Around 36 million people worldwide have HIV. Scientists are trying to develop an HIV vaccine using antibodies, molecules our bodies make to target and tag invading particles. Researchers have found that rabbits exposed to a strain of HIV produce antibodies targeting a specific part of the virus: a hole in its glycan shield. This shield consists of sugar molecules attached to the outside of the virus, protecting it from attack – the hole is thus a gap in its defences. However, although most HIV strains have a hole in their glycan shields, not many strains have one in the same position as was identified, so different antibodies would need to be developed. The image shows how much certain parts of the glycan shield are conserved between different HIV strains – red being 90–100%, and green 50–60%. This is a step towards vaccines, but the shield remains a challenge in vaccine development.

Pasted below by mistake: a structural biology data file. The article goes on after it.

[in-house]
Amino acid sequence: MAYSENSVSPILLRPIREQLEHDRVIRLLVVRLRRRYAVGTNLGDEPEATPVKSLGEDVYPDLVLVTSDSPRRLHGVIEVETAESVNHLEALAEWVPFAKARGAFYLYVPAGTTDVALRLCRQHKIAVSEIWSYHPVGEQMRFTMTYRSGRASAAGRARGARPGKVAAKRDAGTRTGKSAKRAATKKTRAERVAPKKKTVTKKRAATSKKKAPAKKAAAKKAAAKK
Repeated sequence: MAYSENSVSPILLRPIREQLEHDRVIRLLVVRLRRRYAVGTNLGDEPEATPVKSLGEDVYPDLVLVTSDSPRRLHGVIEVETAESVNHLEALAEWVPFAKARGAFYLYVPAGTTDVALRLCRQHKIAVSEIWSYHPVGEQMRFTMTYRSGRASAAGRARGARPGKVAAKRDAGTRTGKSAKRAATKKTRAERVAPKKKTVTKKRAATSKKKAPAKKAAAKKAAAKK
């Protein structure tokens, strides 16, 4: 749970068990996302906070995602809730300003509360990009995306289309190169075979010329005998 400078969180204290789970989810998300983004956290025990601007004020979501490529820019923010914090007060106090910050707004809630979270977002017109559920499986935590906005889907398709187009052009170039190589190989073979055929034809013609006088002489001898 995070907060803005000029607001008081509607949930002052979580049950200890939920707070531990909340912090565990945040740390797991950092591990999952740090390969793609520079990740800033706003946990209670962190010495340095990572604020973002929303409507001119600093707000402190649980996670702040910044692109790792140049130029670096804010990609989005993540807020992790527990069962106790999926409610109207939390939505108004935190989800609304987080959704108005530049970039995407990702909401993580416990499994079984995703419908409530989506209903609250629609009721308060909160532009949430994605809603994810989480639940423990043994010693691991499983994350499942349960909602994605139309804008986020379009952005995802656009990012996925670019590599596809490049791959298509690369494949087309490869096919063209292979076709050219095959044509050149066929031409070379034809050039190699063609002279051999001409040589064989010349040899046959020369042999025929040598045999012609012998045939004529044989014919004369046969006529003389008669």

Written by Esther Redhouse White
BPoD stands for Biomedical Picture of the Day. Managed by the MRC Clinical Sciences Centre the website aims to engage everyone, young and old, in the wonders of biomedicine. Images are kindly provided for inclusion on this website through the generosity of scientists across the globe.